Booking capacity increasing in N.S. as province releases new vaccine rollout plan
Province aims to offer first doses to people 16 and up by early to mid-June
One of the people overseeing Nova Scotia's vaccine rollout says changes are being made to speed up booking so the province can meet its estimated target of offering the first dose to people 16 and up by the middle of June.
Tracey Barbrick, the associate deputy minister responsible for the COVID-19 immunization strategy, said the province is making it easier for Nova Scotians to book an appointment by phone by increasing capacity to 50 call lines from 30.
Another call centre is also on its way, she said.
"We will be doubling capacity as we move into April and our supply increases," she told CBC Radio's Information Morning on Wednesday.
Changes have also been made to how people book appointments online after the province's website was flooded with visitors in early March and had to shut down for several hours.
"The other thing we've done online is create a virtual waiting room so that there's a number of people that are taken into the waiting room, and when a booking option opens up, they're allowed in to book. So that's increasing over time as well so that flow is a little bit more smooth," Barbrick said.
On Tuesday, the province released approximate dates for when each age group will get a first dose, if vaccine deliveries arrive as scheduled.
Beginning on March 29 with those aged 75 to 79, vaccine eligibility will be opened to people in five-year age brackets in descending order, approximately one week apart.
The pace is expected to ramp up slightly by the time those under 40 become eligible in mid-May. The five-year cohorts continue until those aged 16 to 19 become eligible in the second week of June.
Most people able to book quickly, says Strang
Dr. Robert Strang, Nova Scotia's chief medical officer of health, acknowledged there have been challenges with booking appointments, especially online.
He said a team is working to fix any glitches, but he added that some of the delays are due to the limited supply of vaccines, which will increase in the coming weeks.
"There are certainly a small number of people who are having challenges," Strang said, "but the vast majority of people — we're hearing people coming to our clinics — people saying they booked within three, five minutes."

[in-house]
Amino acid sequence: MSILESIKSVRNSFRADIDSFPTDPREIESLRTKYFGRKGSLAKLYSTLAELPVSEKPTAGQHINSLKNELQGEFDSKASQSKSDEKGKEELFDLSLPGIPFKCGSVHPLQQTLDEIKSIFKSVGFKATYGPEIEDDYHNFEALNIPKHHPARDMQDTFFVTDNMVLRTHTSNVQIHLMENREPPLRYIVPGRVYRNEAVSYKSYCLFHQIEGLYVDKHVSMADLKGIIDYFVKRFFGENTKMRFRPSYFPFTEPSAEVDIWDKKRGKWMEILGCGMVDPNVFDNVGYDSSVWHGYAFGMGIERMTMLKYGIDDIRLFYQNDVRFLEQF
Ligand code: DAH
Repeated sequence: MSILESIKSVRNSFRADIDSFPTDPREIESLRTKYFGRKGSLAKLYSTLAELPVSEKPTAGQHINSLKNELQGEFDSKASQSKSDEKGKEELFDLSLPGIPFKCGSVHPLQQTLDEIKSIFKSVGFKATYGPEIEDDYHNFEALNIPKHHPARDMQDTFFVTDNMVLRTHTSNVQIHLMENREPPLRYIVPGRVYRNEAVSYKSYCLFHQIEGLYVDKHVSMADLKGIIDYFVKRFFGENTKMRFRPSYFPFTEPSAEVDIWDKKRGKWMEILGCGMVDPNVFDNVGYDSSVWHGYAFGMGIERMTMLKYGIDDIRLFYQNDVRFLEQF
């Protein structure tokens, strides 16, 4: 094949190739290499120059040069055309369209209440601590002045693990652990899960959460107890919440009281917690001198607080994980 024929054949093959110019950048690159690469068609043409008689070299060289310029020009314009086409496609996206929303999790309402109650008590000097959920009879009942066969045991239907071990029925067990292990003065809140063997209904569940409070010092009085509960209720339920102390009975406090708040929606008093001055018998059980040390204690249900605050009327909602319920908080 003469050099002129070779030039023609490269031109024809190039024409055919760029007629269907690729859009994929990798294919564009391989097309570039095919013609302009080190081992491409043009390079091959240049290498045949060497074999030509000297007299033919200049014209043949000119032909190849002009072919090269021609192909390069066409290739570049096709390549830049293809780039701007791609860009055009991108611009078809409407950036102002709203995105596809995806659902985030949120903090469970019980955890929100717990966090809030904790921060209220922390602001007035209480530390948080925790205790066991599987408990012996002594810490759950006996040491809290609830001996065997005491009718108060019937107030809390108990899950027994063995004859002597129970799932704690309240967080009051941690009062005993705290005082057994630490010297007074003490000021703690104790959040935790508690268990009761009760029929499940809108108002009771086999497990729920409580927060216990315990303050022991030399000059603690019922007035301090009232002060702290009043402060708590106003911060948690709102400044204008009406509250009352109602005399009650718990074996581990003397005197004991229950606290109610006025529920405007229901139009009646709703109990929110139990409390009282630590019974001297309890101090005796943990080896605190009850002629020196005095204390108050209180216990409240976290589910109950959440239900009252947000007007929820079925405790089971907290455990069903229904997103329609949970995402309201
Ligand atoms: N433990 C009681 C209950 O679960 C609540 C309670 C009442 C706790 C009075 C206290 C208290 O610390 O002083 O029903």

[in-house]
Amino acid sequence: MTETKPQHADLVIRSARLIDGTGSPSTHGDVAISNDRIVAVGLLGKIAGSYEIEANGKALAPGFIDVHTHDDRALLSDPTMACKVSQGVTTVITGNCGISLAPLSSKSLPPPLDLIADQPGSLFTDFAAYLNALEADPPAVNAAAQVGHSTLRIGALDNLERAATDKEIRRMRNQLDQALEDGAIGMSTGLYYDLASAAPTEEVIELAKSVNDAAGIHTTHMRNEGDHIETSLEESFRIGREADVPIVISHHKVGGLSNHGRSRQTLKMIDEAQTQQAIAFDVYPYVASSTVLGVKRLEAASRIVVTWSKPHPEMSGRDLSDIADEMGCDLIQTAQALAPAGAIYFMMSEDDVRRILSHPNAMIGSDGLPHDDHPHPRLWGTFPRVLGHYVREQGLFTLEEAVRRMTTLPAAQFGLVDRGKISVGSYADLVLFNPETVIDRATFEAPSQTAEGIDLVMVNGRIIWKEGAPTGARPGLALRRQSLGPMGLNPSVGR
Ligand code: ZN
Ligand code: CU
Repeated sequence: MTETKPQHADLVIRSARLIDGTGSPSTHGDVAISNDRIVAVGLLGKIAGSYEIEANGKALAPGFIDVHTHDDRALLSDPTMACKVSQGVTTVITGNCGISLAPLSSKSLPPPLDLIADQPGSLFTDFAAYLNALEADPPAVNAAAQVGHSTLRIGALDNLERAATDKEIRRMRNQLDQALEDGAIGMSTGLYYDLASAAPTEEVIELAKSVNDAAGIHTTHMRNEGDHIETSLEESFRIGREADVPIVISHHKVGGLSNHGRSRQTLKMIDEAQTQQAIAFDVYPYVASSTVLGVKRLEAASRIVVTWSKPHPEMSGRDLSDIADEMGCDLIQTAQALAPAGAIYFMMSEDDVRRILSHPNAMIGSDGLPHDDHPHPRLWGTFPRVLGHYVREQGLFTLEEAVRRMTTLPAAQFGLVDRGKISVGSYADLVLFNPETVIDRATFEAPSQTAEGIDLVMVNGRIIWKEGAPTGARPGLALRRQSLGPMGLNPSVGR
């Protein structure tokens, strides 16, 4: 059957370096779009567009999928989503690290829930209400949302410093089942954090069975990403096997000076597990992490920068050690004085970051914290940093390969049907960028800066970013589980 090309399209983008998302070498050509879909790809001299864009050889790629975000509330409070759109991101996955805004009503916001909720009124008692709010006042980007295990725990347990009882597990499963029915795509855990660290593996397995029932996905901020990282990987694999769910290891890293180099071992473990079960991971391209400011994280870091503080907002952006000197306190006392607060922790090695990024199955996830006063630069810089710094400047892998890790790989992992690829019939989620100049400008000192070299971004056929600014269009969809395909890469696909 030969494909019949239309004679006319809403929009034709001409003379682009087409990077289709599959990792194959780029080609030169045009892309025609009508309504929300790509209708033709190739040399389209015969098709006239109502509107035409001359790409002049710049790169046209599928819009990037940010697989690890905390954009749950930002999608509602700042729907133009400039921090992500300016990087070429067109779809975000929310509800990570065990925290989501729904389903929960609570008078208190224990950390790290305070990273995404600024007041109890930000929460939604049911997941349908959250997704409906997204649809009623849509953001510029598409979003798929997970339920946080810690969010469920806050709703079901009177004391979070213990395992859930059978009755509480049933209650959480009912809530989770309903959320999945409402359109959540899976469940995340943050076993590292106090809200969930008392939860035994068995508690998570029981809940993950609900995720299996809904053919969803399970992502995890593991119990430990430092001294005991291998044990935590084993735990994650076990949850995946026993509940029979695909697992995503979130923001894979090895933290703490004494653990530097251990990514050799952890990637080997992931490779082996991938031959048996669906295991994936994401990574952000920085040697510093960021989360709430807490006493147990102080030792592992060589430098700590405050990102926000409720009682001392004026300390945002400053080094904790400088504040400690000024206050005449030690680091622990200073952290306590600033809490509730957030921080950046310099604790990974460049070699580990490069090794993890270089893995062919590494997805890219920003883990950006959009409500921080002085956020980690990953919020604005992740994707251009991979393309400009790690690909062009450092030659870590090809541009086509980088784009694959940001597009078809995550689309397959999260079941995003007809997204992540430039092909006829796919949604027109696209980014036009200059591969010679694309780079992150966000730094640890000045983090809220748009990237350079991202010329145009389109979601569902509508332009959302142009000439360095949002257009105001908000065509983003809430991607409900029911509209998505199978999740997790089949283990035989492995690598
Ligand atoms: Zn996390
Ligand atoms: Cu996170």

According to Barbrick, 65,000 people in Phase 1, which includes Nova Scotians 80 and up, have booked successfully in a combination of the online portal and by phone.
WATCH Dr. Robert Strang explains how vaccine rollout will ramp up:
About 80 per cent of people are booking online and 20 per cent over the phone, "which is much higher than we expected for this age group and we expect that that will continue as we work down through the ages," she said.
The province's rollout estimates are based on when vaccine deliveries are expected to arrive in Nova Scotia from the federal government.
"We can only tell you for certain how much vaccine we're going to get for the next two weeks, and then beyond that, it's still relying on the federal government and their procurement process," he said.
Questions about AstraZeneca vaccine
On Tuesday, in the wake of concerns about AstraZeneca's clinical trial results, Health Canada said Canadians should not be concerned about the safety of the U.K.-made vaccine.
U.S. health officials found outdated information may have been reported by the company earlier this week. That news came in the wake of reports of blood clots in a very small number of patients who received the vaccine.
Strang said it's a very rare complication and that Nova Scotians should feel at ease knowing that "we have a very good safety system in place."
"All of the regulatory bodies around the world are saying that the benefit of using the AstraZeneca product far outweighs any potential risk of these rare complications," he said.
Based on polling, 70 to 80 per cent of Nova Scotians who are eligible for the vaccine say they plan to get it, Barbrick said. Another cohort indicated they want to see how things go over the next couple of months and then book an appointment.
"Those are great signals and higher than much of the country," she said.
Barbrick said a marketing campaign will be launching soon when the supply of doses increases so people have accurate information to help them make a decision.
With files from CBC Radio's Information Morning